Not beauty or capacity to endure

You fight with everyone, including me,

In order to make your future secure

Make your own plans and stick to them

Never let a man tell you he’ll take good care,

Of you, your desires and your dreams

Be cautious, when you decide to let that soul bare


The 13th-century Japanese monk Nichiren Daishonin said, “First of all, learn about death and then about other things.”

According to him, to build a truly happy life, one must face the inescapable question of death.

As someone practicing Nichiren Buddhism, I believe in the Mystic Law of Cause and Effect. I also believe in signs that the universe sends us, almost every moment of our life.

(This belief doesn’t have much to do with the book titled The Secret)

So I don’t think it’s a coincidence that after I studied about the interconnectedness of life and death as part of my Buddhist study group last weekend, I was asked by a dear friend to share my take on grief and death this week. …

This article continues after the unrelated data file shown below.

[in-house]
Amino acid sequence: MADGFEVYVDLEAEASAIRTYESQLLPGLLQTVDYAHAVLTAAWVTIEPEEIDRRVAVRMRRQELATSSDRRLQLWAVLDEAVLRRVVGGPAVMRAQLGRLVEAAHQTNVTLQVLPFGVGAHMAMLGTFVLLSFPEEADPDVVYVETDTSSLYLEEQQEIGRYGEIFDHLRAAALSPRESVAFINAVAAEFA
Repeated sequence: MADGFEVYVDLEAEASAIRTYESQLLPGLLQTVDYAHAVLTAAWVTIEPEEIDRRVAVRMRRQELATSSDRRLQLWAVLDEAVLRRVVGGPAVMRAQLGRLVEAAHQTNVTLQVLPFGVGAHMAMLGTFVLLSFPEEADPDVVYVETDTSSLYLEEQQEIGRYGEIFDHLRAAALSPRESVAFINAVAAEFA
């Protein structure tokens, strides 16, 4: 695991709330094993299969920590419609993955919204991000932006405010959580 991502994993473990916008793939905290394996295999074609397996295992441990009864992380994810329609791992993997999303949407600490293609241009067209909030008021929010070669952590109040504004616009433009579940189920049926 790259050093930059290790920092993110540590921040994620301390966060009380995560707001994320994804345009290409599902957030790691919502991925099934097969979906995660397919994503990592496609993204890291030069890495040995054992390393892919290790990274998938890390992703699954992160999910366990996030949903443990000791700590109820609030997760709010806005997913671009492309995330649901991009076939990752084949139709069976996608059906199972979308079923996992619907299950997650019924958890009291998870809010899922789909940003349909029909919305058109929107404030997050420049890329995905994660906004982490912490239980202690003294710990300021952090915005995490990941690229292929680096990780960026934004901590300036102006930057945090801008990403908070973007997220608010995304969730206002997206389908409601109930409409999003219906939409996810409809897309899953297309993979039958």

Netflix’s latest docu-drama has put a lot of us in a dilemma, with technology and social media being called the modern-day Frankenstein’s monsters (though not for the first time!) by those who created their dangerous and dark features in the first place.

Woah!

Scary!

Depressing!

These are just three of the most common reactions I could gather for Netflix’s latest docu-drama, The Social Dilemma, released on September 9, 2020.

We already know how creepy social media can be, especially platforms like Facebook, Twitter and even Gmail, but to watch it for real how we are manipulated every single time we go online, is something that nobody seems to have been prepared for.

Not even my husband, who, up until now, believed that he wasn’t a “product” for social media as he stayed away from it as much as possible.